A bit of history was made this week, when King Salman arrived in Moscow on a four-day visit from October 4-7, 2017. This was the first visit by a Saudi monarch in almost a century of diplomatic relations. Amid the recent years’ flurry of visits by Middle Eastern leaders, the Saudi monarch arguably had been the only one missing. Hence, the heightened anticipation.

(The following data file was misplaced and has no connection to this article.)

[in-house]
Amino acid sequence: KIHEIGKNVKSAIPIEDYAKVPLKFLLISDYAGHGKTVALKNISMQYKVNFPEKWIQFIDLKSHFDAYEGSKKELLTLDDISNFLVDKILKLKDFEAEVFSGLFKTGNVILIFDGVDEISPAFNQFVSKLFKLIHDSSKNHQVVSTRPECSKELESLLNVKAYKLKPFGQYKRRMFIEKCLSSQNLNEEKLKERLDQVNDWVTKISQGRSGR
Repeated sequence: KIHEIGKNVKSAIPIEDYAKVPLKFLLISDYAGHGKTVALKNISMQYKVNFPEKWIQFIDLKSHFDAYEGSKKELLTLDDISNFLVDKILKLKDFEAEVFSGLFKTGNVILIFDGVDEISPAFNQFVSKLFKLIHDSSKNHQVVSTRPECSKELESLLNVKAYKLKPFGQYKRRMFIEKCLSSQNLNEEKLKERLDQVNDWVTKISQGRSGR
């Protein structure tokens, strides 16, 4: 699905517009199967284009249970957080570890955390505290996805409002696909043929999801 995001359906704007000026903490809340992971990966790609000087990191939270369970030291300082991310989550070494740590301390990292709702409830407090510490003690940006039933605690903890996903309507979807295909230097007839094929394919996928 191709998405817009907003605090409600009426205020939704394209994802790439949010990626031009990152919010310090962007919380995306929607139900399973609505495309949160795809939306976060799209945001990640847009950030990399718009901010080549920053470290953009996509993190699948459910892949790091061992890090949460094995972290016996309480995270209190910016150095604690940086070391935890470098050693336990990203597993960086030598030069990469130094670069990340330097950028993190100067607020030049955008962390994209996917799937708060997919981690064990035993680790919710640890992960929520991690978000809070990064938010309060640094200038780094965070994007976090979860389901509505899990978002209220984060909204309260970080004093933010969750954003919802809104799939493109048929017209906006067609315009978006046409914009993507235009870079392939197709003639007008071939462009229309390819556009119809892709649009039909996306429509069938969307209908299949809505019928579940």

Since Saudi Arabia’s formal establishment in 1932, Moscow and Riyadh have been at odds in almost every Middle Eastern dispute. It was only in 1990, two years after the Soviet withdrawal from Afghanistan, that the two countries agreed to restore relations. The collapse of the Soviet Union opened new doors, albeit briefly. While Moscow blamed Riyadh for keeping oil prices low and criticized Saudi financial support for the Chechen rebels, Saudi authorities voiced frustration on Russia’s arms sales to regional rivals such as Iran.